Newman, A., & Tarasiewicz, M. (2015a). Cryptocurrencies as distributed community experiments. In D. L. K. Chuen (Ed.),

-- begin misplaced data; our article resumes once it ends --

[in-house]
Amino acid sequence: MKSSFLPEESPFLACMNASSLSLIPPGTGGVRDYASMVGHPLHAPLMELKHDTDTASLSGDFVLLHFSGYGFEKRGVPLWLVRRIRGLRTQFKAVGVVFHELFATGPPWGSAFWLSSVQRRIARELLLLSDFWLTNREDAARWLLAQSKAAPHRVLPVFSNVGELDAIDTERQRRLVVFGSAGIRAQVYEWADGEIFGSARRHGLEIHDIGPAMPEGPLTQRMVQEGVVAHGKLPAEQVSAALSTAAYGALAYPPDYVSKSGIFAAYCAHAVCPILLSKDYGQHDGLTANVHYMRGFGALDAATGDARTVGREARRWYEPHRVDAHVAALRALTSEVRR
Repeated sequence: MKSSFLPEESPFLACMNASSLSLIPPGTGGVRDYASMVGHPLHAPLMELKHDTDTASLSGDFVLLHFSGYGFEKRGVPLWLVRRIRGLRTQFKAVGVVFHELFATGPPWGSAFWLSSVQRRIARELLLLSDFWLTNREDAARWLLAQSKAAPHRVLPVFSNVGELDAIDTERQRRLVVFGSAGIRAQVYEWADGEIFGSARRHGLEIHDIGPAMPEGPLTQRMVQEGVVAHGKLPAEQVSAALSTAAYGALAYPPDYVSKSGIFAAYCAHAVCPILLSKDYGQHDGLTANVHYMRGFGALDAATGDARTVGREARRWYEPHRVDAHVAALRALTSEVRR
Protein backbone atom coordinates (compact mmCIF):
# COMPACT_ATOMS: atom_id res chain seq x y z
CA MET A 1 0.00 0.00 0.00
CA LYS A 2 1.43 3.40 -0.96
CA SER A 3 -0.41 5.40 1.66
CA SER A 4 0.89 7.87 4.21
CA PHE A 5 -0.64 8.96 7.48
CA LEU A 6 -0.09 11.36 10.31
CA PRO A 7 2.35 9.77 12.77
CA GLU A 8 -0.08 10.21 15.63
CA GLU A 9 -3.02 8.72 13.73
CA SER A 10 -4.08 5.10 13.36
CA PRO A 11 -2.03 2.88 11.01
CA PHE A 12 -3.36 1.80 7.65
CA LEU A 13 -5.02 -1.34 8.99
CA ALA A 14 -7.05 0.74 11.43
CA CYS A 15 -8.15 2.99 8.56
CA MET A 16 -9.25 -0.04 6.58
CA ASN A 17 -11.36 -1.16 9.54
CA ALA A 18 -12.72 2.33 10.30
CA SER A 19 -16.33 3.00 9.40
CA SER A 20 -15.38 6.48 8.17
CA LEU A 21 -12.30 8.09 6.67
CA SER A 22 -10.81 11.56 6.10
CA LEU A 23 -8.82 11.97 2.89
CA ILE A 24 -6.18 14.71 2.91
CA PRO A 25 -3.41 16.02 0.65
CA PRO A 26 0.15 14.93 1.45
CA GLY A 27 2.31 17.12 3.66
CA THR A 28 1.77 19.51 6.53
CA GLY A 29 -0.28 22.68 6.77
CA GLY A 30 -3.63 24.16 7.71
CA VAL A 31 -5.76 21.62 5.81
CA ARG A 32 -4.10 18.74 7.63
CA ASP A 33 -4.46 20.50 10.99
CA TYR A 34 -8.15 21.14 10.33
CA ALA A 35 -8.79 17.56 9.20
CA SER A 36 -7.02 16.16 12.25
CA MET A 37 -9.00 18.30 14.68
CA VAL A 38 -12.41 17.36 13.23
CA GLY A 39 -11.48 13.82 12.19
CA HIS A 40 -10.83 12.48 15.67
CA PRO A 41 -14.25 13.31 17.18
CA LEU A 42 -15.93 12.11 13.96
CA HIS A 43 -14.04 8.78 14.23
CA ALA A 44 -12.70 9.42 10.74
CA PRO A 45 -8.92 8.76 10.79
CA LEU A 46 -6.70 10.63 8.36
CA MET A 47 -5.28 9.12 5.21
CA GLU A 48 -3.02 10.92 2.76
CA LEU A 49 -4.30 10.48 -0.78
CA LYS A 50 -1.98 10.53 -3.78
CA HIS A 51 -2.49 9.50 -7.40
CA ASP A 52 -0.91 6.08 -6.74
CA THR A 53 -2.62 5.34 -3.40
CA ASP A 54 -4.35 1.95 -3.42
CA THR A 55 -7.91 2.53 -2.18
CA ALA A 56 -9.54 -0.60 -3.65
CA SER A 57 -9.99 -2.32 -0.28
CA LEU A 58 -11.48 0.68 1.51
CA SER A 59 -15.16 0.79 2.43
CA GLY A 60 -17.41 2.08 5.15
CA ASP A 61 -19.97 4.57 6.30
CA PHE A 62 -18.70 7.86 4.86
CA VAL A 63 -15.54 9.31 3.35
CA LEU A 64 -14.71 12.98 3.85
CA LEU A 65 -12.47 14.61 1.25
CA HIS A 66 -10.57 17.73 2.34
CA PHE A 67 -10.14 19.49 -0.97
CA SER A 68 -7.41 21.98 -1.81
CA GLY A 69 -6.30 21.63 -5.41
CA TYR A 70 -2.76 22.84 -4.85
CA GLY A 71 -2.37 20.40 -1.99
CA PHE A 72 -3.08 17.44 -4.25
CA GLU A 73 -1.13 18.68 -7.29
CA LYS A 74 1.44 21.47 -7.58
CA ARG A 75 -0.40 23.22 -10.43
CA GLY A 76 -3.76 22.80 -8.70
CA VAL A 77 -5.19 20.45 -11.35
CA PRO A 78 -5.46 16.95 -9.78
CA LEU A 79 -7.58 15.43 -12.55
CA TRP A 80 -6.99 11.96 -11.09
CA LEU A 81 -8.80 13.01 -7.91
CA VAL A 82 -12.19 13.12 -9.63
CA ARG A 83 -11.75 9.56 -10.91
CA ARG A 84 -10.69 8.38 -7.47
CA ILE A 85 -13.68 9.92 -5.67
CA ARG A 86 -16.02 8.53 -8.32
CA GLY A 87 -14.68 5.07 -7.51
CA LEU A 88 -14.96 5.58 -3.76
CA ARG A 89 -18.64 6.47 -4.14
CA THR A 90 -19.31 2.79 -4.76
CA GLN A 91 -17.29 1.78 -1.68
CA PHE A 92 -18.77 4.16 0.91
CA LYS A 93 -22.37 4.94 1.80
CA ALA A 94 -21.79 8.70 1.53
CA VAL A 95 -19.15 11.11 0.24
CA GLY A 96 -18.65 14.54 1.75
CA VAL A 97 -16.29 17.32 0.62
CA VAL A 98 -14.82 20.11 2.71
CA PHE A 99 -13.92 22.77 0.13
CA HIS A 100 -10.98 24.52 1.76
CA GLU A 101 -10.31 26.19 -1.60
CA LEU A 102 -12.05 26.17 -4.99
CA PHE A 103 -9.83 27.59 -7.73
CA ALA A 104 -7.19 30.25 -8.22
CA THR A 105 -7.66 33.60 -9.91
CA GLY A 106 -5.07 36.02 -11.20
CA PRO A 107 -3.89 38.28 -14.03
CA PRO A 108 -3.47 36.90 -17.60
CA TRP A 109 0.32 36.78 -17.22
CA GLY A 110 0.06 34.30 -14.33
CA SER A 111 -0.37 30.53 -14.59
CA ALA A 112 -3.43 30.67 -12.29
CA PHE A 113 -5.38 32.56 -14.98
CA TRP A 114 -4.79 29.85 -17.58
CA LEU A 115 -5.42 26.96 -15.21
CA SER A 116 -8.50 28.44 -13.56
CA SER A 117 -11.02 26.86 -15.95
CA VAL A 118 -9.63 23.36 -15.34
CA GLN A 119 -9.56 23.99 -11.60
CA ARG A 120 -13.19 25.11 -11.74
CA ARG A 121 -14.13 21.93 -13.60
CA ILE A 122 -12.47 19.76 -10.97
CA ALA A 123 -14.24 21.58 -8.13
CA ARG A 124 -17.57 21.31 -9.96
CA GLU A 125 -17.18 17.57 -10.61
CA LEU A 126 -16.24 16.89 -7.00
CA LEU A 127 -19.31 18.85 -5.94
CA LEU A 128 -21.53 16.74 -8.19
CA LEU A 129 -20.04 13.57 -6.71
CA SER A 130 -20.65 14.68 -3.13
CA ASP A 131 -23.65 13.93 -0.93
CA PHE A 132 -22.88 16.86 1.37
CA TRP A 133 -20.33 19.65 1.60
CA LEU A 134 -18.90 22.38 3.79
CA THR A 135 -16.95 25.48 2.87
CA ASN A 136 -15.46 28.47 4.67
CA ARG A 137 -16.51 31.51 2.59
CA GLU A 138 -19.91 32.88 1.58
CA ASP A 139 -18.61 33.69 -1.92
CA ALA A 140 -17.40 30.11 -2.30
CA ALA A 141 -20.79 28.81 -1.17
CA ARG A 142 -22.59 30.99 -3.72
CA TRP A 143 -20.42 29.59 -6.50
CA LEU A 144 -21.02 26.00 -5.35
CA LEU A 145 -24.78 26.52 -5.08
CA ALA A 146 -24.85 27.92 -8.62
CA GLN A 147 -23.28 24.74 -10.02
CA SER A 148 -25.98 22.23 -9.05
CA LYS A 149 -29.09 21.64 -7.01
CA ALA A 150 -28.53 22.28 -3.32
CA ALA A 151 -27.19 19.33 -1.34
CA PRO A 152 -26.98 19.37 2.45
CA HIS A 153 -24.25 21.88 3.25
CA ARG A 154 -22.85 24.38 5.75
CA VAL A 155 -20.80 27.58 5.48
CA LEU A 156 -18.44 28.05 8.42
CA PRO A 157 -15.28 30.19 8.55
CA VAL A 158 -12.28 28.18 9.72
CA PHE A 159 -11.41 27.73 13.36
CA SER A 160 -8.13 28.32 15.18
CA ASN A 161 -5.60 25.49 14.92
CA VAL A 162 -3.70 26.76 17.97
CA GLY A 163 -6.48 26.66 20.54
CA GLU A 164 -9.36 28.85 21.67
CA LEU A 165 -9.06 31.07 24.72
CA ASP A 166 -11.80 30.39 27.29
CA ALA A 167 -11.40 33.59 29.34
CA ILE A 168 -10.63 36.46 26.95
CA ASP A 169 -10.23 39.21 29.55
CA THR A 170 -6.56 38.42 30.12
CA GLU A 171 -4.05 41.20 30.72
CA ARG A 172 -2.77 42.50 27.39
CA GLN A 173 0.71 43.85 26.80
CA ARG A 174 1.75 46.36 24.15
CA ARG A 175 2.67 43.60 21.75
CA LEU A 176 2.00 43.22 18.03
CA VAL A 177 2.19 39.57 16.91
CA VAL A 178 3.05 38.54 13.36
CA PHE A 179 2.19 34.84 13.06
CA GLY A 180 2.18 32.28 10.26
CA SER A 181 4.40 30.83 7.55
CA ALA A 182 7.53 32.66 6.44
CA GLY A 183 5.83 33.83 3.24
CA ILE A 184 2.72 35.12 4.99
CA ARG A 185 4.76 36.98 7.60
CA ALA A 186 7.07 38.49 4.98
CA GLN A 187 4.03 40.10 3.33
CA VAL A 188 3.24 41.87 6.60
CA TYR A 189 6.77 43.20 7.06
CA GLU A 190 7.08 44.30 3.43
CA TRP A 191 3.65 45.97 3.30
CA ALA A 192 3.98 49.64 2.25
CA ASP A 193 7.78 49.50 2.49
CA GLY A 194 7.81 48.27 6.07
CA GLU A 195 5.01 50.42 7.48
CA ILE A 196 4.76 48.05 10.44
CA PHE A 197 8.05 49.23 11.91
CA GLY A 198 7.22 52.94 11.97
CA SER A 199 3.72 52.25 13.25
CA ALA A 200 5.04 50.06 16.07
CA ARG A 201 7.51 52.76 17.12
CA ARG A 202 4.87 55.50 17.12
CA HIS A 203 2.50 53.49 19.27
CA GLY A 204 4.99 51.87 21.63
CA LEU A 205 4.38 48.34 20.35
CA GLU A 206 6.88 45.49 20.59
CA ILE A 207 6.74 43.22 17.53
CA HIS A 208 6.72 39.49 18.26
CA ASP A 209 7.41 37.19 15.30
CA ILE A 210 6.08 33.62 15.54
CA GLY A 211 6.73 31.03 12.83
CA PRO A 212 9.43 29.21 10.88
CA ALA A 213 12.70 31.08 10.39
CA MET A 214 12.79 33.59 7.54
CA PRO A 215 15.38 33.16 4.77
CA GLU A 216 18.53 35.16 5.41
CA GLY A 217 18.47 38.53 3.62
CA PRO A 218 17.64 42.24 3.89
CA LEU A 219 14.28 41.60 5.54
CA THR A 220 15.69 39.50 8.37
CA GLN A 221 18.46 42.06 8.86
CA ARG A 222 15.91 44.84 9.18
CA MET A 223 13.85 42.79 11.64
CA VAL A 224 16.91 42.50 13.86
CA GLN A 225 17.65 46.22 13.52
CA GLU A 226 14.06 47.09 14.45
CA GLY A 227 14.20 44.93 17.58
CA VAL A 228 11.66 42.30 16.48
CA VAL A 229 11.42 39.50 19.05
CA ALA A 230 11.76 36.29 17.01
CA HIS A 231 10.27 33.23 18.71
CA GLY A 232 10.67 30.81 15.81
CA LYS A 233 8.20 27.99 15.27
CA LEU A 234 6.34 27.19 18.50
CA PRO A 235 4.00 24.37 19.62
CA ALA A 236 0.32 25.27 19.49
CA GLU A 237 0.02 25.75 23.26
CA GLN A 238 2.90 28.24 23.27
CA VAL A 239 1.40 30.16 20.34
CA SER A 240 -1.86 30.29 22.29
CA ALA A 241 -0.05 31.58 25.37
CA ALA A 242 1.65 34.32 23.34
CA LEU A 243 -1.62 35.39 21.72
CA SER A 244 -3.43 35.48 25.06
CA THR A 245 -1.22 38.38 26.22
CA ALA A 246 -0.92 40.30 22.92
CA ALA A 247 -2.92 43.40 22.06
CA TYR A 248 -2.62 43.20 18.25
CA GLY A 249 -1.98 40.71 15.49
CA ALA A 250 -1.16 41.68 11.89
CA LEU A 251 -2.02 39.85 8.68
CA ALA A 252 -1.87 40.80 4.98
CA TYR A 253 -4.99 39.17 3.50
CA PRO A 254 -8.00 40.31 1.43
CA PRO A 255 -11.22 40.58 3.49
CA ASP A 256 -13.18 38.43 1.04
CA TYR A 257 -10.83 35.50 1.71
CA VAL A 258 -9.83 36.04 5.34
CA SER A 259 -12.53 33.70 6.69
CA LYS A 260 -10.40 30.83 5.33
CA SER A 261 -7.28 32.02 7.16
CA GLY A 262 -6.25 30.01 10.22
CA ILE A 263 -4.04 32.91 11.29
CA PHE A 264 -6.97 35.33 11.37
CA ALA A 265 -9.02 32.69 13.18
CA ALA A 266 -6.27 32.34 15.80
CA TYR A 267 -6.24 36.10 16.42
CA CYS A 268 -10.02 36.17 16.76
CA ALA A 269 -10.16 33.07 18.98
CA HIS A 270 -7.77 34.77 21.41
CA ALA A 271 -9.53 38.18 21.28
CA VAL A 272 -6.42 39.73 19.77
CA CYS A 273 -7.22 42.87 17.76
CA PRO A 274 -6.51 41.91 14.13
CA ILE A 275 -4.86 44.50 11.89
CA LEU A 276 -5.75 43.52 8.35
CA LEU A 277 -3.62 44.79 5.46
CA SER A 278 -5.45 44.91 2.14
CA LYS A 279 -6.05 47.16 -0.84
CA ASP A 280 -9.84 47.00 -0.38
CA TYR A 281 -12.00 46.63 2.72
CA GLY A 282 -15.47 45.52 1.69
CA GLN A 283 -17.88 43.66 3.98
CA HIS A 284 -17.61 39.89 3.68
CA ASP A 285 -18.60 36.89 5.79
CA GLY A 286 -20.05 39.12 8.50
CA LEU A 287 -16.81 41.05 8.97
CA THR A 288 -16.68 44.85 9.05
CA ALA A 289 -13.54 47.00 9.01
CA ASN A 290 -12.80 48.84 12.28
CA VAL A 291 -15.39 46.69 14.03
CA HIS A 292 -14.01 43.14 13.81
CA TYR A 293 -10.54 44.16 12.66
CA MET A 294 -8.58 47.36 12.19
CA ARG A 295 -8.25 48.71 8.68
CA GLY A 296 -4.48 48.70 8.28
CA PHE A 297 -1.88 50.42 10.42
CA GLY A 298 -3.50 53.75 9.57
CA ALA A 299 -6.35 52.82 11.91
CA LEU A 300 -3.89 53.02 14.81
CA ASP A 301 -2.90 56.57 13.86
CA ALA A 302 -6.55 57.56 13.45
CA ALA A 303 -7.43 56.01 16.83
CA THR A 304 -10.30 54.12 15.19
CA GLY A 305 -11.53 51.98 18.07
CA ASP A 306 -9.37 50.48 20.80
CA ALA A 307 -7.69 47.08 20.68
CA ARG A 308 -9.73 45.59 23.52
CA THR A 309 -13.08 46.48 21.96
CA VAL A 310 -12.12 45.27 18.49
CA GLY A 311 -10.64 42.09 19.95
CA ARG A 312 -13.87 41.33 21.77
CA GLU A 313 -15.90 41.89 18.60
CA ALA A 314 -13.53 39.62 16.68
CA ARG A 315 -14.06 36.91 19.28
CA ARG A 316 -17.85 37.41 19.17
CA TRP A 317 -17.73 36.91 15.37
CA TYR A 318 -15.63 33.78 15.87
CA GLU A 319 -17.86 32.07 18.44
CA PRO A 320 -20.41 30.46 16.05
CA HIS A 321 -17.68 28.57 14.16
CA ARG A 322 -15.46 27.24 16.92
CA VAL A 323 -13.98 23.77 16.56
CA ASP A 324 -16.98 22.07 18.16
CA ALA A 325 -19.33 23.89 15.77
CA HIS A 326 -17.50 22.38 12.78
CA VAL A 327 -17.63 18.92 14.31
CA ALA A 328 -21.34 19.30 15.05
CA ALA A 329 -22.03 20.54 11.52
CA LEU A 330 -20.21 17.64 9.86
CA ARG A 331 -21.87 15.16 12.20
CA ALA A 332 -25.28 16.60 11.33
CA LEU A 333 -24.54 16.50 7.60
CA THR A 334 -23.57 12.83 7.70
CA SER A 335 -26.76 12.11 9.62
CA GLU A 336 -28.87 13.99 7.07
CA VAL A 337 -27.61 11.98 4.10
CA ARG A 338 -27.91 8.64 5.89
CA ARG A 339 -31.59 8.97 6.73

This paper outlines the major criticism cryptocurrencies faced since Bitcoin’s introduction in 2009 that resulted in the iterative development of various ‘altcoins’. These alternative cryptocurrencies, which can be seen as ‘distributed community experiments’, introduced new algorithms while also tackling social and other evolving problems that emerged throughout the various phases of adaptation and collective learning processes. Often introduced through self-published white papers or online announcements, these alternative coins represent hypotheses by the respective creators until they can show a significant user-base and ultimately are accepted in online cryptocurrency exchanges. We examine the important experiments and alternative approaches to specific issues of the Bitcoin design and describe differences in coins that have been launched. We not only discuss successful experiments, but also show attempts that failed in the relatively short but eventful past five years of cryptocurrencies. We demonstrate how the initial design of Bitcoin has been extended and improved by so called ‘next generation cryptocurrencies’, while the two main aspects – the blockchain ledger as well as strong cryptography – remain key elements to all of these new systems. Finally we outline possible future problems and developments around the blockchain, which not only is the invention that started cryptocurrencies, but remains the most experimental and challenging part with no long-term strategy yet.

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